8 Tips for Eating Organic on a Budget

By Guest


Organic eating on a budget can be both healthy and delicious! 

Conventional animal rearing and agricultural practices expose the food you eat to various chemicals. Several of these chemicals present health risks to us and particularly to children. What can be done about it? The answer is simple- turn to organic food!

Perhaps you've always wanted to eat organic food but have avoided doing so because it costs a lot more. Yes, it sure is expensive, but it isn’t very difficult to stay within the limits of your budget when you turn to organic food. Here are a few tips that will help you get on the right track without stressing you out over money matters.


1. Switch Gradually

Your refrigerator and pantry are probably stocked with normal food. Doing away with all of it and buying several organic items at once will put a strain on your pocket. So slow down and take small steps towards going organic.

2. Not Everything Conventional is Harmful

Just because you're switching to organic food, doesn't mean you completely shun conventionally grown produce. Several fruits and vegetables that are grown conventionally have a low amount of pesticide residue in them and are okay to be eaten. These include grapefruit, mango, kiwi, papaya, pineapple, avocado, sweet potato, sweet peas, sweet corn, cauliflower, cabbage, onion, eggplant, cantaloupe, and asparagus.

On the other hand, certain fruits and vegetable have high levels of pesticide residue in them. Examples are apples, peaches, grapes, strawberries, cherry tomatoes, cucumbers, sweet bell peppers, spinach, and celery.

If you can't memorize the list, simply remember to go organic for fruits and vegetables that have thin skins and won't be peeled before consuming. Non-organic produce with thick skins that you'll be peeling off and discarding won't be of as much concern.

Read more about pesticides on produce

3. Learn to Read Food Labels

When it comes to other food items, see if you can find cheaper alternatives. To pick what's best for you, it'll help if you know how to read food labels.

Items labeled as '100% Organic' are completely organic, whereas only 95% and 70% of the total ingredients are organic in items labeled as 'Organic' and 'Made with Organic Ingredients' respectively. If you find food labeled as 100% Organic too costly, consider the other types. People on a budget might not be able to buying organic milk. But that doesn't mean one has to give up milk entirely. Just look for milk labeled as hormone-free; it won't burn a hole in your pocket. If you eat meat, go for cuts labeled as 'Organic' or 'Grass Fed'. Meat labeled as '100% Grass Fed' will be the costliest.

4. Forget the Supermarket

And head to your local farmer's market. You'll be able to get items for a lot cheaper there. What's more, fruits and vegetables purchased from a farmer's market taste a lot better than store-bought ones!

If you’re lucky, you might get to buy misshapen produce that tastes perfectly fine at an even lower price. Be sure to ask questions and you won’t regret your purchase.

5. If at the Supermarket, Forget the brands.

Doing so will save you from paying for fancy packaging. Look around the store; there's sure to be a package-free dispenser for items such as cereal, coffee, beans, nuts, and lentils.

Your local store may have its own line of organic products for sale. Consider purchasing these; they'll be much cheaper than branded organic items. Additionally, buy from the bulk aisle if you have the space at home. And do keep your eyes open for special offers, promotions, coupons, and free samples. These can help you save a lot!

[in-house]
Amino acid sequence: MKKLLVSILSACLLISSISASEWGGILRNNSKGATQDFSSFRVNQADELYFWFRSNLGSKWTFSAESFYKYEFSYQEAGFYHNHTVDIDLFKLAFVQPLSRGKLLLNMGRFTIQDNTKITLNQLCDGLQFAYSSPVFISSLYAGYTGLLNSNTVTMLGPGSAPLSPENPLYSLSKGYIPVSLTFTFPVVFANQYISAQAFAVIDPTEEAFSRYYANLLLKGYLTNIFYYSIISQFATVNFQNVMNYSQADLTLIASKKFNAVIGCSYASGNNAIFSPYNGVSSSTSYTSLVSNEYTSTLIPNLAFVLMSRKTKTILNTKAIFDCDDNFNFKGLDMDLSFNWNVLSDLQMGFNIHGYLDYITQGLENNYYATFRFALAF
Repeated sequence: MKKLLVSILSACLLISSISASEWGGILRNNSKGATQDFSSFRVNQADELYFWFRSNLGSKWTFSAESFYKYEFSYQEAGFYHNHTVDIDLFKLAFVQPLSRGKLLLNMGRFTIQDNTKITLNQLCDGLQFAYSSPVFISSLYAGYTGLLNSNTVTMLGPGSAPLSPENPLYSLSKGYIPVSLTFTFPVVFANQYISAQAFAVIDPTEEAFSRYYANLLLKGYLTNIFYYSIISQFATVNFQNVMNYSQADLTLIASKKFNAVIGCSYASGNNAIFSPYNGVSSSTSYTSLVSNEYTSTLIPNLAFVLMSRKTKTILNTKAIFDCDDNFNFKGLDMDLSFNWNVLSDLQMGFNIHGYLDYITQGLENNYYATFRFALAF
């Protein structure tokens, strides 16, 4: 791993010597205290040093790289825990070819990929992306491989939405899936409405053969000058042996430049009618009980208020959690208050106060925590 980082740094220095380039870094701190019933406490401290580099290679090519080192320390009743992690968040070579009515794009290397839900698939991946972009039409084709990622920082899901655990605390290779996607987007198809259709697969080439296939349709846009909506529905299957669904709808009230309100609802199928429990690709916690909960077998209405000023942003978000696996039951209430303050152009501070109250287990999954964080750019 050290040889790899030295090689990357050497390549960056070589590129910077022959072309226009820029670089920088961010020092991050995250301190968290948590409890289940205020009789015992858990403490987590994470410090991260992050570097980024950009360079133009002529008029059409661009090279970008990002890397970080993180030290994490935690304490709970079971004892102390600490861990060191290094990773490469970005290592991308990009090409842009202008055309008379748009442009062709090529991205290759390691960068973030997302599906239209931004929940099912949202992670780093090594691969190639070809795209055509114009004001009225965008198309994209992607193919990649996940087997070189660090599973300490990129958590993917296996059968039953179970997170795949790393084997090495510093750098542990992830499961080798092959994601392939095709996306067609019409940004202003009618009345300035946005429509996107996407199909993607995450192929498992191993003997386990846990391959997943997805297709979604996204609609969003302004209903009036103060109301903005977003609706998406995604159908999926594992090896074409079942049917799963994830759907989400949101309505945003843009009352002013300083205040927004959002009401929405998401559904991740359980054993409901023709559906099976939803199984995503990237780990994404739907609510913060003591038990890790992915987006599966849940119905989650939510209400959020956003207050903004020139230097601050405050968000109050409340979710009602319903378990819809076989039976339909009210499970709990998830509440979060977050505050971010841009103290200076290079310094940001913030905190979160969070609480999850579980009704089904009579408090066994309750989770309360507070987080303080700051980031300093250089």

Remember that you don’t have to buy all that you need from a single store. Pay visits to as many stores and supermarkets as you can and find out where you can get the best deal for items that you need.

6. Buy Seasonal Produce

By purchasing produce only when it is in season, you can save a lot of money. Items like corn, strawberries, peas, carrots, etc. can be bought in bulk and then kept frozen to be used as and when required throughout the year. Alternatively, if you don’t want to buy in bulk, you can always buy canned or frozen items when they are not in season.

7. Grow Your Own

You don’t need to have a big garden or backyard to grow your own organic fruits and vegetables. You can grow a lot of stuff in a small space. If you don’t have space at all, consider items that will grow well in pots. Even if you can plant a couple of herbs that you use regularly, you’ll be doing yourself a huge favor.

Read more about fruits and veggies to plant with kids

8. Cook Whatever You Can

You might not be able to find several items like applesauce, peanut butter, ketchup, etc. labeled as 100% Organic. In case you do, they might cost a lot.

So what do you do? Simply make them at home! These condiments are very easy to cook and the ingredients that go into making them can be bought cheap. You also know what exactly you’re putting in to make the condiment so there’s nothing to worry about.


Now that you know these simple tips, you don’t have to go on eating food that has been treated with pesticides and hormones. Just be sure that whatever you’re buying isn’t simply labeled as organic but is actually organically grown or raised. Look for the right labels, and always buy from trusted retailers. Happy shopping!

[Editor's Note: If you want more help saving money on organic and non-GMO foods, click here to sign up for a Naturally Savvy Get Healthy Challenge and get access to coupons.]

Written by Lauri Pete. Lauri is a health and beauty blogger and journalist. She loves sharing her opinions on the latest issues affecting women and recommends the use of free samples of health products.

Image: Whole Foods Market®

shopOrganic&shopGMOfree&For The Greater Goods

By Guest| April 10, 2015
Categories:  Eat

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